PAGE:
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Nosebleeds are a common problem in which there is blood loss from the thin tissue lining the inside of your nose. In majority of the cases, bleeding occurs in one of the nostrils. Even though that can be scary, they are rarely a sign of a serious medical issue. Most often, they are caused due to environmental factors such as cold and dry weather. The tissues that line the inside of your nose are very thin and contain numerous small blood vessels. These vessels can bleed if the tissue lining is irritated due to any reason. Persistent or severe cases of nosebleeds need immediate medical attention. 



Nosebleeds can be caused due to multiple reasons. If you have a constant habit of picking or rubbing your nose, you may damage the nasal membrane, which can cause a nosebleed. A dry environment is one of the major causative factors. In cold and dry weather, the use of heating devices inside the house can make the air less humid. This can also contribute to nosebleeds by drying out the nostrils. Dryness caused by dehydration has a similar effect.

Upper respiratory tract infections that present with nasal congestion, runny nose, frequent sneezing, etc., can also irritate your nasal membrane. The incidence is higher in the case of chronic respiratory infections. Nosebleeds can be aggravated by frequently cleaning, rubbing, or blowing your nose. Use of medications such as antihistamines or nasal decongestants to treat these conditions can also dry out your inner nostrils. Other causes of nosebleeds include chemical irritants, foreign objects, traumatic injury, deviated nasal septum, allergies, and nose surgery. Serious causes of nosebleeds include high blood pressure, bleeding or clotting disorders, and cancer.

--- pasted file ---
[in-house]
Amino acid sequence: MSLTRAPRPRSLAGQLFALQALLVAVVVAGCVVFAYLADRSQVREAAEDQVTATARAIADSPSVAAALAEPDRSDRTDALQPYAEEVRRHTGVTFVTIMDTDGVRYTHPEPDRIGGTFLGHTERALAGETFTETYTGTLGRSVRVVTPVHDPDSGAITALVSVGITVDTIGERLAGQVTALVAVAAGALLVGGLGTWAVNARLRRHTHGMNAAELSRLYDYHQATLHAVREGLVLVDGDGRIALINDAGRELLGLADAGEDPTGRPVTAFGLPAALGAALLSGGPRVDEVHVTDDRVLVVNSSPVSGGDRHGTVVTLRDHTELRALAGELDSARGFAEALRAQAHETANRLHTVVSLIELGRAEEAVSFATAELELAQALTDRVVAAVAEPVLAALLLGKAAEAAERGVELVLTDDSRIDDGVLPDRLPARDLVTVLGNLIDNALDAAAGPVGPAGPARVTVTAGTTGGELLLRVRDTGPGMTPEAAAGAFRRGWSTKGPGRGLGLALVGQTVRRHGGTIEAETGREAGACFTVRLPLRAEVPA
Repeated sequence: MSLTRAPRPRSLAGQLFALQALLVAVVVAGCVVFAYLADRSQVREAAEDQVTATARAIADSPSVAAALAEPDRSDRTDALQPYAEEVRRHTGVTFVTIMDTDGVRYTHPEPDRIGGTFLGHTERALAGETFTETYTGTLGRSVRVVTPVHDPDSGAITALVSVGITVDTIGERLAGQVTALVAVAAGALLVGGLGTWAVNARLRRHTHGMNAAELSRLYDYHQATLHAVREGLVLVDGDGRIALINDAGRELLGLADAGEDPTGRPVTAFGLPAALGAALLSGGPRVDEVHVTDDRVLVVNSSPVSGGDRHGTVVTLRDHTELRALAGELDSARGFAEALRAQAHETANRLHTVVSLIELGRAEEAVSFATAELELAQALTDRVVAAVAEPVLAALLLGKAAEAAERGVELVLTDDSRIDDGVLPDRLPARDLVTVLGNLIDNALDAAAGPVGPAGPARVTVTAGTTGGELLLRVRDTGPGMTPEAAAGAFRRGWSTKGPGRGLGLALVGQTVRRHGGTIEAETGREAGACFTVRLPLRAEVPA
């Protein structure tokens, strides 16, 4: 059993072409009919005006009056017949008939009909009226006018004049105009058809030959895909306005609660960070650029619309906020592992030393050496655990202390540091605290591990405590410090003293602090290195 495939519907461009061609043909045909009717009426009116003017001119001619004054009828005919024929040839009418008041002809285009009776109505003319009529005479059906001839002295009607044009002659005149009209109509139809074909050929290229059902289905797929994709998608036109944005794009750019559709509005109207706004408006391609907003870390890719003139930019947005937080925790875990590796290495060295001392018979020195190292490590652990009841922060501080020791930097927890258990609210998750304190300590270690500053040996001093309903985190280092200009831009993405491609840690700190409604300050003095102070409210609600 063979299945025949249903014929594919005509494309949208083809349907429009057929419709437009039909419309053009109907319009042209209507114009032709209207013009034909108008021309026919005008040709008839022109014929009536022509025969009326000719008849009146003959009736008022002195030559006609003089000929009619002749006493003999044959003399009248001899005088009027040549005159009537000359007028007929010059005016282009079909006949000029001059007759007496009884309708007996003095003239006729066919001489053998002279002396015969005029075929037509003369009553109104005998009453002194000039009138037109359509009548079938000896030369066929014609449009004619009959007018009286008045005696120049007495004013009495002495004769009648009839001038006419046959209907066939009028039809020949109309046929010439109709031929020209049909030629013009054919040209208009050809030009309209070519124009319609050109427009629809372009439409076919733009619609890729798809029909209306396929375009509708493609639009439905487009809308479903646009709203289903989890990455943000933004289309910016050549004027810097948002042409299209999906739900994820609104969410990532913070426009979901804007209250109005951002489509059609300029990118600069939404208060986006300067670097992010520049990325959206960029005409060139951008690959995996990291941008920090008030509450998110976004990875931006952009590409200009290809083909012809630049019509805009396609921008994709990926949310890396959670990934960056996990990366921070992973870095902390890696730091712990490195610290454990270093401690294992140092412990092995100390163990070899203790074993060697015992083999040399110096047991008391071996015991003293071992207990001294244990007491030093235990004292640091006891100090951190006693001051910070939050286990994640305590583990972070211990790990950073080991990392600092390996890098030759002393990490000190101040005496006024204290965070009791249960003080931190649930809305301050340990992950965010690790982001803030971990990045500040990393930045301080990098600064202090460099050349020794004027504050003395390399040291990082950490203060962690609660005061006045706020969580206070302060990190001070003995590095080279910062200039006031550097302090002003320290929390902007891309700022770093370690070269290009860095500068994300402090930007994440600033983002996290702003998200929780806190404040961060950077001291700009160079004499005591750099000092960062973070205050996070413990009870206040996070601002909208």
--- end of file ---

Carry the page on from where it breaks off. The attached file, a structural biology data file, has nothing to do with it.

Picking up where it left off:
Risk Factors And Epidemiology

The risk of nosebleeds is higher for people living in a cold, dry environment. Overuse of heating devices inside the house can dry out the air, increasing the risk of nosebleeds. Children may be at risk if they have a persistent habit of picking their noses. People with allergies or chronic respiratory tract diseases such as asthma, chronic sinusitis, etc., are at risk. Long-term use of antihistamines or nasal decongestants may also put you at risk of nosebleeds.

Infrequent nosebleeds are common and can occur at any age due to environmental factors, traumatic injury, or medical reasons. According to research, around 60% of the total population have experienced a nosebleed at least once in their lives. Young children and older adults are more commonly affected. They are not a medical emergency and can be managed at home. 


Signs And Symptoms

Nosebleeds can occur from the anterior or posterior wall of your nose. Anterior nosebleeds are more common, and they happen when the vessels in the anterior wall of your nose are damaged or irritated. Anterior nosebleeds stop within a few minutes unless you have a bleeding or clotting disorder. Posterior nosebleeds are more dangerous because, in this case, the blood flows down from your nose to the back of your throat. It can have serious consequences and may obstruct your respiratory passage. If a nosebleed lasts longer than 20 minutes, it may signify a posterior nosebleed. Emergency medical attention is required in such cases.